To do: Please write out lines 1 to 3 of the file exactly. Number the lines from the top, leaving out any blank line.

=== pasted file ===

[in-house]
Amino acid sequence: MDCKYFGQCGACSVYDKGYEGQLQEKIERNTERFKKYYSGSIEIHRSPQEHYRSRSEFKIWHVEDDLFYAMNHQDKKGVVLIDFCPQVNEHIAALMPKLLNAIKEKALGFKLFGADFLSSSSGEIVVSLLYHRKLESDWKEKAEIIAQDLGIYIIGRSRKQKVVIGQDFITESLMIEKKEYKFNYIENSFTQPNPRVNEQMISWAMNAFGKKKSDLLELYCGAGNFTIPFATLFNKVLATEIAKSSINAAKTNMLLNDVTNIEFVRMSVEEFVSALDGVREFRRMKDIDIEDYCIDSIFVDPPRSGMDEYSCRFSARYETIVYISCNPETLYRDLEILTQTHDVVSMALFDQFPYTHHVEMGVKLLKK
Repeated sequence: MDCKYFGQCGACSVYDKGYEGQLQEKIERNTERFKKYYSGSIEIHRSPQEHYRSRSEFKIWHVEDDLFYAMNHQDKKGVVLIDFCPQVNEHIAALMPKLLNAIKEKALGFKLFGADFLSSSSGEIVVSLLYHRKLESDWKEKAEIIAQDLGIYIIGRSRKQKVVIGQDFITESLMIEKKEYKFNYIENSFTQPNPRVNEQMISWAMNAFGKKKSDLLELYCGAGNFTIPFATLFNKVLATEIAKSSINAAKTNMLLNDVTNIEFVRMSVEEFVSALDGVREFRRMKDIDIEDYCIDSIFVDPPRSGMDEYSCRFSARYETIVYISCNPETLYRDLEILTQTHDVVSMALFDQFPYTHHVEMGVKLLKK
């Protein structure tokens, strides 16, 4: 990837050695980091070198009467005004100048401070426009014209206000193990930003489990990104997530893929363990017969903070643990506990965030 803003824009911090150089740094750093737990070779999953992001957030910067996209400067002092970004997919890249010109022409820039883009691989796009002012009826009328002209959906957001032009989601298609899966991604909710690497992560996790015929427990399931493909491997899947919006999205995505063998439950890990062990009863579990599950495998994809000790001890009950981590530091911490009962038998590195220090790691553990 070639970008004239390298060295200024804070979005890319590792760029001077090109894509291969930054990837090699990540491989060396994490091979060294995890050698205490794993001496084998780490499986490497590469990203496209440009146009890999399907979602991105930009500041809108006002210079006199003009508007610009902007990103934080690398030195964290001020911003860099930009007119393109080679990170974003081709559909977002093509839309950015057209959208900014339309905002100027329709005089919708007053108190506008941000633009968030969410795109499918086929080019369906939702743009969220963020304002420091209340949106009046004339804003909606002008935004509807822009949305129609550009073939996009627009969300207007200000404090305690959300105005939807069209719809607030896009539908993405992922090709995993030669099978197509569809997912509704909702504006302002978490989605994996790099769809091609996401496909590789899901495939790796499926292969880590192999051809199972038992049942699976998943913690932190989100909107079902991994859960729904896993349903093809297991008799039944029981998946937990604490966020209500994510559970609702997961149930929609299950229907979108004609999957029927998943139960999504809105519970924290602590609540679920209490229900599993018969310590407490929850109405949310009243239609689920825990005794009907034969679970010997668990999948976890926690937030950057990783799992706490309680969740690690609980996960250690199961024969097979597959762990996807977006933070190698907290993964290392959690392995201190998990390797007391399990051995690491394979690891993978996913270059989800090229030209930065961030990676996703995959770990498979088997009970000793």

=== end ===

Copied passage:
[in-house]
Amino acid sequence: MDCKYFGQCGACSVYDKGYEGQLQEKIERNTERFKKYYSGSIEIHRSPQEHYRSRSEFKIWHVEDDLFYAMNHQDKKGVVLIDFCPQVNEHIAALMPKLLNAIKEKALGFKLFGADFLSSSSGEIVVSLLYHRKLESDWKEKAEIIAQDLGIYIIGRSRKQKVVIGQDFITESLMIEKKEYKFNYIENSFTQPNPRVNEQMISWAMNAFGKKKSDLLELYCGAGNFTIPFATLFNKVLATEIAKSSINAAKTNMLLNDVTNIEFVRMSVEEFVSALDGVREFRRMKDIDIEDYCIDSIFVDPPRSGMDEYSCRFSARYETIVYISCNPETLYRDLEILTQTHDVVSMALFDQFPYTHHVEMGVKLLKK
Repeated sequence: MDCKYFGQCGACSVYDKGYEGQLQEKIERNTERFKKYYSGSIEIHRSPQEHYRSRSEFKIWHVEDDLFYAMNHQDKKGVVLIDFCPQVNEHIAALMPKLLNAIKEKALGFKLFGADFLSSSSGEIVVSLLYHRKLESDWKEKAEIIAQDLGIYIIGRSRKQKVVIGQDFITESLMIEKKEYKFNYIENSFTQPNPRVNEQMISWAMNAFGKKKSDLLELYCGAGNFTIPFATLFNKVLATEIAKSSINAAKTNMLLNDVTNIEFVRMSVEEFVSALDGVREFRRMKDIDIEDYCIDSIFVDPPRSGMDEYSCRFSARYETIVYISCNPETLYRDLEILTQTHDVVSMALFDQFPYTHHVEMGVKLLKK